Have you ever wondered about exactly how Netflix works? How those little red DVD envelopes get sorted, packaged and mailed to your home? Reports popped up recently, but they paint two curiously different pictures.
Netflix: Employee heaven?
MG Seigler at Techcrunch managed to pick up an internal Netflix presentation intended to explain company philosophy to its own staff. It's such an interesting document that Seigler suggests "other companies should have to read this."
Netflix, it seems, is really trying not to work in the same way that other large companies do. There's no real policy on vacations—it's a question of taking as much time as you need. Managers are encourage to let staff go if they're not doing the job, and to value efficiency over attendance—rewards shouldn't necessarily go to those who arrive early and work late, if other staff achieve the same in a standard day. Top staff should be paid well so they don't leave. Staff are encouraged to say what they think, "even if it's controversial."
And there's the killer line: "Our model is to increase employee freedom as we grow, rather than limit it, to continue to attract and nourish innovative people." For many an employee in an overly restrictive workplace, with corporate-suit bosses who play the "Well, Bob here was working over the weekend...Where were you?" card too often, this may well tempt you to up sticks and hike over to the Netflix recruitment office right now.
Netflix: Crypt-like silence, hellish boredom?
The Chicago Tribune's Christopher Borrelli got to visit one of the 58 Netflix distribution centers, and his story paints a different, and altogether eerier, picture. For starters, Borrelli wasn't allowed to divulge the location of the site—and neither are any of the employees. This is a move to protect the millions of thief-tempting DVDs inside each, and also to discourage customers messing with the system by turning up in person to drop off used DVDs. The building, in keeping with this, is drab, unremarkable and unmarked—there's nothing to distinguish it from "a meth lab."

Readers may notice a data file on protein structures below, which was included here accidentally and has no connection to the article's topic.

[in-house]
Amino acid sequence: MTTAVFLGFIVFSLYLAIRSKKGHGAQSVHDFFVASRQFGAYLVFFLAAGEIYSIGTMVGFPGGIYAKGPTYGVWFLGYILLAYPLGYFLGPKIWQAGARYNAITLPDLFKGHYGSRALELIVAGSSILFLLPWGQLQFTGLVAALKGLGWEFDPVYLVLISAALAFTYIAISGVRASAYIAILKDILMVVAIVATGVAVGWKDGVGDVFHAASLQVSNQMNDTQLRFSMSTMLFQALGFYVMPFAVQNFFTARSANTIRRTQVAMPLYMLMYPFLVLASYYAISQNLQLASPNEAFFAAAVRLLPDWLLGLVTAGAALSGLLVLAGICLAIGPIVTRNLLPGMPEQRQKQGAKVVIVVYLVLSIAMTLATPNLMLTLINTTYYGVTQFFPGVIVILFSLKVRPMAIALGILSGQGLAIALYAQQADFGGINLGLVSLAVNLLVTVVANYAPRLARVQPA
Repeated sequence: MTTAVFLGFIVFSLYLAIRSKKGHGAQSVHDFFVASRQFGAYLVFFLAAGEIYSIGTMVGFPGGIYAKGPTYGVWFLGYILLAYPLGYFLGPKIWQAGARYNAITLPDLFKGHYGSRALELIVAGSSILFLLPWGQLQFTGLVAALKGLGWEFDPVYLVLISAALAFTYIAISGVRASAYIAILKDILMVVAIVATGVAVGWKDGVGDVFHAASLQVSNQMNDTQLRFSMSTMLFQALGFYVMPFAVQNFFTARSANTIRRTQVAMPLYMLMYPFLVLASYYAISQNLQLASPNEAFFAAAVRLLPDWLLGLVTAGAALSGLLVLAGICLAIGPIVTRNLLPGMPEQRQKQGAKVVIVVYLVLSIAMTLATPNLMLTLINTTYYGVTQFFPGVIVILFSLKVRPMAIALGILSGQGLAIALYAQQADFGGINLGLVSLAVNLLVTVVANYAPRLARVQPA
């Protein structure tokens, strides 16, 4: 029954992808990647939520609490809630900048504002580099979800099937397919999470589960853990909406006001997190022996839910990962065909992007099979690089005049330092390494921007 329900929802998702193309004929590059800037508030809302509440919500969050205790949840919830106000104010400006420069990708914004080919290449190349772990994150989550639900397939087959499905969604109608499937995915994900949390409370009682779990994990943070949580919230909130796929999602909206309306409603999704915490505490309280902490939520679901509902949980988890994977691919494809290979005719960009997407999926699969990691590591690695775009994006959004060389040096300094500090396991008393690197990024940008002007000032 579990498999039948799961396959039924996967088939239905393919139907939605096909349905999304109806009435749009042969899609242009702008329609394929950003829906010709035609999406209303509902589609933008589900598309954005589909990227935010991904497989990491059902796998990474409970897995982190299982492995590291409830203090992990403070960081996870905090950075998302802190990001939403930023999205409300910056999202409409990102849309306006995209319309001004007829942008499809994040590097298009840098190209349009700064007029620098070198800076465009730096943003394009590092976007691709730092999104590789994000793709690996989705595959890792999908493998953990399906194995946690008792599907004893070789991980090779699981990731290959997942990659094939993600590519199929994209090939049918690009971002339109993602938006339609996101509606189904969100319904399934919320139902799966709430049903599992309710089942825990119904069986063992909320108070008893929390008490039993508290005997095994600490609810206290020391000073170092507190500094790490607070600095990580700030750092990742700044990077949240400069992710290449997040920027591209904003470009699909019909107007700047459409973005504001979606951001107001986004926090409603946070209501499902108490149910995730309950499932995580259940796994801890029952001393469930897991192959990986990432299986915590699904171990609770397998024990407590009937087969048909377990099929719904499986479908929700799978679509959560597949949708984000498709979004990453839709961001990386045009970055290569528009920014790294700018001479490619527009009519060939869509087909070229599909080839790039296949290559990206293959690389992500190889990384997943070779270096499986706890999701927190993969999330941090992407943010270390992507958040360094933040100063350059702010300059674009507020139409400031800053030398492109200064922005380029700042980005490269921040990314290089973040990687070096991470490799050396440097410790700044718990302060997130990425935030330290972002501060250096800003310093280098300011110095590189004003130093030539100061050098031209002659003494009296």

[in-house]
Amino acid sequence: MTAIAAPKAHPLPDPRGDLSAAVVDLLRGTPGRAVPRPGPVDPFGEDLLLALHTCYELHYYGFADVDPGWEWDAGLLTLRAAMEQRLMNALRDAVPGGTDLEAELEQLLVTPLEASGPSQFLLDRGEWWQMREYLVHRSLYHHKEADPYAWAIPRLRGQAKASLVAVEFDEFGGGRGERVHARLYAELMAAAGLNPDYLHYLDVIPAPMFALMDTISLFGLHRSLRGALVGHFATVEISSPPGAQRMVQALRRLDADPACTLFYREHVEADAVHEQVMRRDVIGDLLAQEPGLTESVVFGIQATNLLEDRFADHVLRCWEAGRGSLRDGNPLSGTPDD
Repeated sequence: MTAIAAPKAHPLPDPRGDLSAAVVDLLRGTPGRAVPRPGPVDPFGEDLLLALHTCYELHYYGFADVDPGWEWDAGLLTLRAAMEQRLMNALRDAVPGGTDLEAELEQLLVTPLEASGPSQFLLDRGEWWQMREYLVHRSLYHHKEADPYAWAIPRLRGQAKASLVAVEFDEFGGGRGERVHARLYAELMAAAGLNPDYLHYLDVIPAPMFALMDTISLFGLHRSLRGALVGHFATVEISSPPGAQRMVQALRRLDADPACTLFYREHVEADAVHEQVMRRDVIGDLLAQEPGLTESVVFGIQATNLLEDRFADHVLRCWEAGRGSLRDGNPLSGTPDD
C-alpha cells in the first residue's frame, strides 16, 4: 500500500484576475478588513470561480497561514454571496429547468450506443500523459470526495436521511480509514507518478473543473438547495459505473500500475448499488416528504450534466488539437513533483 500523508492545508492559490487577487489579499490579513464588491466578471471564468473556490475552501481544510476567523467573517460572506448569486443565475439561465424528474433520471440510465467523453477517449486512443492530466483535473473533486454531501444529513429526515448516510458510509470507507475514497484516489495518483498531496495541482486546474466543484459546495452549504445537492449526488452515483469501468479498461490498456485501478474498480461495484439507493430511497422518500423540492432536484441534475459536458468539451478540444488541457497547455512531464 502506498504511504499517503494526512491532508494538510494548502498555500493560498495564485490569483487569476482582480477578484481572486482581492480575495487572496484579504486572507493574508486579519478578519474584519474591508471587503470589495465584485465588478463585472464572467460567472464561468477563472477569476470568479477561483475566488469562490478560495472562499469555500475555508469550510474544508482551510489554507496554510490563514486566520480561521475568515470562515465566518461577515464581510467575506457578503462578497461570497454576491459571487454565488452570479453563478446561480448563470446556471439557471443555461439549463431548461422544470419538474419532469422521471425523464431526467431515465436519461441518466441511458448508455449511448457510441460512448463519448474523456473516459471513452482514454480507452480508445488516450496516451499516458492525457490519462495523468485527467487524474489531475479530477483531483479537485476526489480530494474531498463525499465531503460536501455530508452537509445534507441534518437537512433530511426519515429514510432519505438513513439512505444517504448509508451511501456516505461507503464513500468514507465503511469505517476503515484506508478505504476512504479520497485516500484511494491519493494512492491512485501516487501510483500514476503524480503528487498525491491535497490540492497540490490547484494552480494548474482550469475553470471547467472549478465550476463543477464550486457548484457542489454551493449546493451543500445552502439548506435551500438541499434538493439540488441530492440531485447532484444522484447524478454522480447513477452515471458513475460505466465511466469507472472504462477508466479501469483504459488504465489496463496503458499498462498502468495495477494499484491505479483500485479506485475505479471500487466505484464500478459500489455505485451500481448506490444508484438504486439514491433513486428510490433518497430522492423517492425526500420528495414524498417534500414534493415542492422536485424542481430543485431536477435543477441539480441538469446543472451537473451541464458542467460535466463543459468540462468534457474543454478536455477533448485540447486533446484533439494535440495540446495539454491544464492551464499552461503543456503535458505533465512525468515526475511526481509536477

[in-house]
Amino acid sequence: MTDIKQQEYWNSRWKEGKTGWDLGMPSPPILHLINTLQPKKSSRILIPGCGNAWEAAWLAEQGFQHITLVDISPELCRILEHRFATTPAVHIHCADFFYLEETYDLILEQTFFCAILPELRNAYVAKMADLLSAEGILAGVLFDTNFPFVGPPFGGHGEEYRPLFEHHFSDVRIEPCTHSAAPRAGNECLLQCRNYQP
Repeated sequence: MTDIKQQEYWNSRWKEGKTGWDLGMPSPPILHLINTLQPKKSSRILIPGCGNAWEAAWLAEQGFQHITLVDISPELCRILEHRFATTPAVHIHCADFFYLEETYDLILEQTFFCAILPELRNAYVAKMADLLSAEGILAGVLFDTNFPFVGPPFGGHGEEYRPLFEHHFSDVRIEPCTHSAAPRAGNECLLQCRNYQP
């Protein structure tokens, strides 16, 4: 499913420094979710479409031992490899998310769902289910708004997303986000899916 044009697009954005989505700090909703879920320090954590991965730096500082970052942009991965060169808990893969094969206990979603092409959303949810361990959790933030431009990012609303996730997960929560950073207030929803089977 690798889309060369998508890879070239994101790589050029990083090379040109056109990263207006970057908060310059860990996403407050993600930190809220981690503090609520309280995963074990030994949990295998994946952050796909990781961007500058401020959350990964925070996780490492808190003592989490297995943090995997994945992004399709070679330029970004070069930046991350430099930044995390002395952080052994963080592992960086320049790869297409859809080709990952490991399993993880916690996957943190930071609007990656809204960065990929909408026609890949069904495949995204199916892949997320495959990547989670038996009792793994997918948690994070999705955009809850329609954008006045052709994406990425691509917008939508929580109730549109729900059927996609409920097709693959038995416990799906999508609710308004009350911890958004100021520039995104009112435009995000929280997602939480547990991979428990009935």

Inside it's different. Nearly every employee is in "a red Netflix T-shirt, nearly every one in constant motion." Borelli was even asked not to disturb the production line workers with questions, lest he "disturb their groove." The groove which is a systematic, repetitive "flurry of fingers" where returned discs are unwrapped, checked and sorted at a rate of at least 650 an hour per employee. Every 65 minutes a bell rings and team leaders lead their groups through a quick callisthenic workout, all in sync, and then they return to work. Elsewhere an employee "swept what appeared to be a spotless floor" and a woman "sprinted back and forth along a mail sorter."
This makes it sound like the kind of dread corporate monotony that distopian sci-fi movies love to suggest is the way of the future. The fact that customers sometimes pop "scribbled movie reviews" and family photos into the Netflix envelopes thus seems a faint, stark, flicker of life against the all-encompassing corporate darkness—instead of a sweet tidbit of info.
So is Netflix heaven or hell to work in? It's impossible for me to say—I've never worked there, or anywhere like it. And the two pieces do have a slightly different slant, one towards factory-floor employees and one to execs. It does at least sound like the company's management are trying to maximize the efficiency of what would be a dread-boring day job any way you look at it, without doing so at the expense of their employees. And that's something I suspect many other establishments rarely think about at all.